Don't HR Alone #39 - Senate ACA replacement keeps some taxes, Summer Party Shenanigans, and a $250,000 payroll mistake.

July 17, 2017

 

Tips for limiting liability risks at summer party — PRACTICE TIP

For some companies, the office summer picnic or outing has replaced the office holiday party. However, summer office outings still present similar liability risks for company managers and bosses.

 

A survey of over 400 managers, conducted by Seyfarth Shaw at Work, reveals that more than 60 percent of managers have hosted summer office events that later came back to "bite" them. The biggest unexpected hot-weather headaches came from drinking games, risky team-building activities and poorly executed party themes.

 

Philippe Weiss, Managing Director of Seyfarth Shaw at Work, suggests the following tips for bosses and companies:

 

1. Ticket the Tequilas: Provide the event food, but limit the alcohol - such as by using a drink ticket system. (It also may be safest to avoid asking employees to cook any of the dishes to limit food poisoning and other risks).

 

2. Be Open to Employee "Opt Outs": Stress the fact that no one is expected to attend. That's as important as making everyone, at all levels, feel welcome. (Don't forget to include your remote-workers on the invites.)

 

3. Pass Up on those Perilous Party Themes: Ask yourself: does my planned event theme in any way encourage people to act, or even dress, irresponsibly? (Weiss has seen such ill-fated themes/traditions as “Toga and Twister” parties and games of “Bobbing for Minibar Bottles" gone awry.)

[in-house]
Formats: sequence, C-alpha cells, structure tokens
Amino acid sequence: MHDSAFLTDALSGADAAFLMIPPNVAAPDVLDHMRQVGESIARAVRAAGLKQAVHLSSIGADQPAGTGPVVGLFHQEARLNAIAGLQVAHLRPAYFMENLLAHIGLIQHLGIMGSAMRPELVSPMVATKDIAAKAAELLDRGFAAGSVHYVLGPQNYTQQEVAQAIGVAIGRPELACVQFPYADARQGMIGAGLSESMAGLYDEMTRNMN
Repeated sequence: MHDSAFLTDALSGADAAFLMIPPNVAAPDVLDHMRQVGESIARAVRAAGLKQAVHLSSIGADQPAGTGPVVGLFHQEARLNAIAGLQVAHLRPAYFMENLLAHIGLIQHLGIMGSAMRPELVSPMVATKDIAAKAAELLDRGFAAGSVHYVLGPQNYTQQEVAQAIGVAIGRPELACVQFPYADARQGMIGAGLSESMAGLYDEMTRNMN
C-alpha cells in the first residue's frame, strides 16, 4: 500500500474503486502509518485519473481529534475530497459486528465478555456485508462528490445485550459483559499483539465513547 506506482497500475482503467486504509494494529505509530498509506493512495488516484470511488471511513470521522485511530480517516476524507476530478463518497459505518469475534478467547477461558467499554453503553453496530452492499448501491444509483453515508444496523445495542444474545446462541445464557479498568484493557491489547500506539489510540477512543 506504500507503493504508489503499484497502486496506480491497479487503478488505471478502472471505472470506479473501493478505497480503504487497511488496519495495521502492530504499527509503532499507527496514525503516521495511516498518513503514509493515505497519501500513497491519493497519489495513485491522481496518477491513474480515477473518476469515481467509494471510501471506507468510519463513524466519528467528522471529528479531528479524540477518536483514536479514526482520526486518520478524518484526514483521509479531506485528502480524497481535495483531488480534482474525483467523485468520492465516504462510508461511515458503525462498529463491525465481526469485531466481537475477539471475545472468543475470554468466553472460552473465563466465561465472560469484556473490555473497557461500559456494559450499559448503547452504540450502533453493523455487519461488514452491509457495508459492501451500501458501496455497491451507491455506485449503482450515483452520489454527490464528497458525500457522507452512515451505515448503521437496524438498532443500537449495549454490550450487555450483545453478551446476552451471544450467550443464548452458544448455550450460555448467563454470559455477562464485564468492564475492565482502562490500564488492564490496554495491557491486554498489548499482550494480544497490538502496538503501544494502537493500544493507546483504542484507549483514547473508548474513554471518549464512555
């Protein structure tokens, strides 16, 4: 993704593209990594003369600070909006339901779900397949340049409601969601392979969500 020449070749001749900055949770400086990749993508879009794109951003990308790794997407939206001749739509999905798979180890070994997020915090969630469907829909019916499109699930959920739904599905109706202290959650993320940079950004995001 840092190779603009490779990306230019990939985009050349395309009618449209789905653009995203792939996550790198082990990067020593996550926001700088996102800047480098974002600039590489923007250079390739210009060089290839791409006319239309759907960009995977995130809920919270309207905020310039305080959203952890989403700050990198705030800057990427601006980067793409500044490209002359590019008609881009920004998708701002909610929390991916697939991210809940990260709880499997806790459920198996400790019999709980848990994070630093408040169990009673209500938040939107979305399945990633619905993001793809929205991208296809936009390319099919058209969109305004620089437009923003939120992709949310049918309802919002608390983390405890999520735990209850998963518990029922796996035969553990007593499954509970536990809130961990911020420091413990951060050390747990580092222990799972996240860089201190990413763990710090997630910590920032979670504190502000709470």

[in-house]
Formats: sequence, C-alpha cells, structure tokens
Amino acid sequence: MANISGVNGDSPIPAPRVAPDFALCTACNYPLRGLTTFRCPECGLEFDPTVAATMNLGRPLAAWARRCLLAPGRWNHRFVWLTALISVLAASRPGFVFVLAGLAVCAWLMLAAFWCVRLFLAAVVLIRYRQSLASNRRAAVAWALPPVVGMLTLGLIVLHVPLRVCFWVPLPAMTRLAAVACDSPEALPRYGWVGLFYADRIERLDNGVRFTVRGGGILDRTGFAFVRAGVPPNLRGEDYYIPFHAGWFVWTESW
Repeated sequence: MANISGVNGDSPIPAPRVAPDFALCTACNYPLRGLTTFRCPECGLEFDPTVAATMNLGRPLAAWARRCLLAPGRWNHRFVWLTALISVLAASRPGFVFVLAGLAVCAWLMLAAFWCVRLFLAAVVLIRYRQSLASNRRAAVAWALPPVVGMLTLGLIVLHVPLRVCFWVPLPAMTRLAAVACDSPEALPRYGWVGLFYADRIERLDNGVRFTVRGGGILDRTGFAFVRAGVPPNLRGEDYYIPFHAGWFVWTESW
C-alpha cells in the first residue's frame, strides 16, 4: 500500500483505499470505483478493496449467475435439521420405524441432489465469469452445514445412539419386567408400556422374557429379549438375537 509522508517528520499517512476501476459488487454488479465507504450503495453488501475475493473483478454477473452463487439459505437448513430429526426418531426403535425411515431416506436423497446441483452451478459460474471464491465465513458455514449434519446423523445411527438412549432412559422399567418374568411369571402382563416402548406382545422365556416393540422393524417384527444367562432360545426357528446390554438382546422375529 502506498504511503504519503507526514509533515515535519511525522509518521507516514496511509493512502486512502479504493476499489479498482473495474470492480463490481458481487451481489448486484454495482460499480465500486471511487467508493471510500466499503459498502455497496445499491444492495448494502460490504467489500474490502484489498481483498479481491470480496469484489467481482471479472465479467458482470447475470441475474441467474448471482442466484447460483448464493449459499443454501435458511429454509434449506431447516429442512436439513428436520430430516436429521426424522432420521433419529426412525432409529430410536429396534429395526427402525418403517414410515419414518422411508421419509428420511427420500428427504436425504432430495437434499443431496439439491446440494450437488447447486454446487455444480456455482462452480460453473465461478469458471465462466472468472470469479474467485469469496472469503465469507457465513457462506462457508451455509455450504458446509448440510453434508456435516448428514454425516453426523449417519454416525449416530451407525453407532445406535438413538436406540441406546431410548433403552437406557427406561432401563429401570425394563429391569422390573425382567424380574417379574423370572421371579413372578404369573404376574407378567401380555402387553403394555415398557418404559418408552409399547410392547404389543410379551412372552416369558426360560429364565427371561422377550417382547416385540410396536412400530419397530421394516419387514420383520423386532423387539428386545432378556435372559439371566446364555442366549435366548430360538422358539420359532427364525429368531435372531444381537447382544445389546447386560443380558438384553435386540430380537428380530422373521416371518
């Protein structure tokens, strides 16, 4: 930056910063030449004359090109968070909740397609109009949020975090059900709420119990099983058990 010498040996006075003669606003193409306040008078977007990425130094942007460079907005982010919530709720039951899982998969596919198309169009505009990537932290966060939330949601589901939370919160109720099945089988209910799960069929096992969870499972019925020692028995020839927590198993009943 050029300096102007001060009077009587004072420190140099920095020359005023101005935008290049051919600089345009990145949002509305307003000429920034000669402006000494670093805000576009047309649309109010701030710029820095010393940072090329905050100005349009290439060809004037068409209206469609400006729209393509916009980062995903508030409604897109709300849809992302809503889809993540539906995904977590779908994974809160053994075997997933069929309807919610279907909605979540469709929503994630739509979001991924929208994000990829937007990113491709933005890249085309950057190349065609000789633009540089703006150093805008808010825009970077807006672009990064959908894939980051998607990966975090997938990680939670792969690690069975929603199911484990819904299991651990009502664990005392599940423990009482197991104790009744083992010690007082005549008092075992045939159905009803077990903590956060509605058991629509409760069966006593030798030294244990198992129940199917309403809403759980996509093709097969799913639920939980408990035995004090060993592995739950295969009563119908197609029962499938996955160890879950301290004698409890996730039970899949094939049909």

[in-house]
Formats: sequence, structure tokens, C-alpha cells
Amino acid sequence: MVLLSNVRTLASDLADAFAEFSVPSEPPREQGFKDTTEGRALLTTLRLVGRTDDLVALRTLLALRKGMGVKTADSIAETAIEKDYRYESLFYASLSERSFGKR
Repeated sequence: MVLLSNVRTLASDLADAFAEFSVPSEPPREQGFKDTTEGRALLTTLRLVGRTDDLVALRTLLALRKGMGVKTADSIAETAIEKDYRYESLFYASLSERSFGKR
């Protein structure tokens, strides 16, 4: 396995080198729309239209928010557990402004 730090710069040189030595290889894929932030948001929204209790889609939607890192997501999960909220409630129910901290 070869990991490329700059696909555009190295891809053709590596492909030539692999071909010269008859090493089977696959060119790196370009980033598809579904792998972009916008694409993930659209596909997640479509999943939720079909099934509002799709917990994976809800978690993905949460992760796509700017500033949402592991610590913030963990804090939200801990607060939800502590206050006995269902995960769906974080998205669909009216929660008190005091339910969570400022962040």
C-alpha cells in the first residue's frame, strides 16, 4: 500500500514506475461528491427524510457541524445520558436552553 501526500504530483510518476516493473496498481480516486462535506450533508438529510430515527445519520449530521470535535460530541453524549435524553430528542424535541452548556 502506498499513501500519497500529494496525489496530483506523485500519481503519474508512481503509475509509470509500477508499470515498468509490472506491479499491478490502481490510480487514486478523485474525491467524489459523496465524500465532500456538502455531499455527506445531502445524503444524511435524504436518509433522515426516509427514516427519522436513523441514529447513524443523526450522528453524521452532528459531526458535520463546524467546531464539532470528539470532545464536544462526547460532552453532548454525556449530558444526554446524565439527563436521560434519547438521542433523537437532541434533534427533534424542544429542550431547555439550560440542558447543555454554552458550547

4. Don't Get Physical: Games should focus on friendly collaboration - not flagrant physical contact. Weiss recalls a "Mud Wrestle your Meanest Manager" competition that led to an unfortunate spate of post-party complaints. (Assign a trusted internal “game & party planner” to carefully manage the agenda.)

 

Timekeeping and payroll system inaccuracies results in Pa-based healthcare company paying restitution of more than $250,000 to Massachusetts workers — MASSACHUSETTS — Wage payment

A Pennsylvania-based healthcare company that provides services to hundreds of healthcare facilities in Massachusetts has agreed to pay more than $250,000 in restitution and penalties for failing to pay more than 1,900 Massachusetts workers properly, according to Attorney General Maura Healey.

 

Healthcare Services Group, Inc. (HSG) has agreed to pay restitution to 1,931 Massachusetts employees for hours worked between July 2012 and July 2015. The vast majority of these workers made less than $11 per hour and more than 100 of them were underpaid for 35 hours or more.

 

“Every employer in Massachusetts is responsible for paying workers the wages they have earned,” said AG Healey. “We are pleased that through this settlement, HSG will pay these low-wage workers the money they are owed and that the company has installed new systems to ensure workers are paid properly in the future.”

 

HSG is a corporation based in Pennsylvania that provides housekeeping, laundry, dining, and nutrition services to more than 250 healthcare facilities in Massachusetts.

 

The AG’s Office began an investigation after the AG’s Fair Labor Division received complaints from three HSG employees alleging non-payment of wages for hours worked at the Wingate at Reading Nursing Home and Rehabilitation Center located in Reading, MA.

 

The AG’s investigation found that inaccuracies in the company’s timekeeping and payroll systems prevented employees’ hours from being recorded and processed in the payroll system. Due to these clerical errors, between July 2012 and July 2015, the company failed to pay employees the correct wages for the full amount of hours worked.

 

The company has since changed its practices and implemented a new electronic system with safeguards for checking time adjustments installed at multiple levels of management.

 

HSG has also agreed to pay for costs, as to be determined, associated with locating former employees who are restitution recipients.

 

The Massachusetts Wage Act requires employers to pay workers for wages earned within six days of the end of the pay period.